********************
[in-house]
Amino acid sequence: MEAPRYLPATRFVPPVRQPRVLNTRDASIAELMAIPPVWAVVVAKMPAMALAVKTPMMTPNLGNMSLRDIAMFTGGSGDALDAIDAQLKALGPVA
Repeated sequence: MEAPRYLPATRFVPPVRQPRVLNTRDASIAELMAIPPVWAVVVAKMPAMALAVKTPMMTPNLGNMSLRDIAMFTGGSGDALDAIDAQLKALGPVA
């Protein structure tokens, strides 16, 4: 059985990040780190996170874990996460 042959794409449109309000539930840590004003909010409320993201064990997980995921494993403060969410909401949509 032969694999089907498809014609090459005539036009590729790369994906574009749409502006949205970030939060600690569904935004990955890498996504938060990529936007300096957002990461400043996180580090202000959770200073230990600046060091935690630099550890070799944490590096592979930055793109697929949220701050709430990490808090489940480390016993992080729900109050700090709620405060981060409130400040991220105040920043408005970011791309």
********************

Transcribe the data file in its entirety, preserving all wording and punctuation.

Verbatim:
[in-house]
Amino acid sequence: MEAPRYLPATRFVPPVRQPRVLNTRDASIAELMAIPPVWAVVVAKMPAMALAVKTPMMTPNLGNMSLRDIAMFTGGSGDALDAIDAQLKALGPVA
Repeated sequence: MEAPRYLPATRFVPPVRQPRVLNTRDASIAELMAIPPVWAVVVAKMPAMALAVKTPMMTPNLGNMSLRDIAMFTGGSGDALDAIDAQLKALGPVA
């Protein structure tokens, strides 16, 4: 059985990040780190996170874990996460 042959794409449109309000539930840590004003909010409320993201064990997980995921494993403060969410909401949509 032969694999089907498809014609090459005539036009590729790369994906574009749409502006949205970030939060600690569904935004990955890498996504938060990529936007300096957002990461400043996180580090202000959770200073230990600046060091935690630099550890070799944490590096592979930055793109697929949220701050709430990490808090489940480390016993992080729900109050700090709620405060981060409130400040991220105040920043408005970011791309």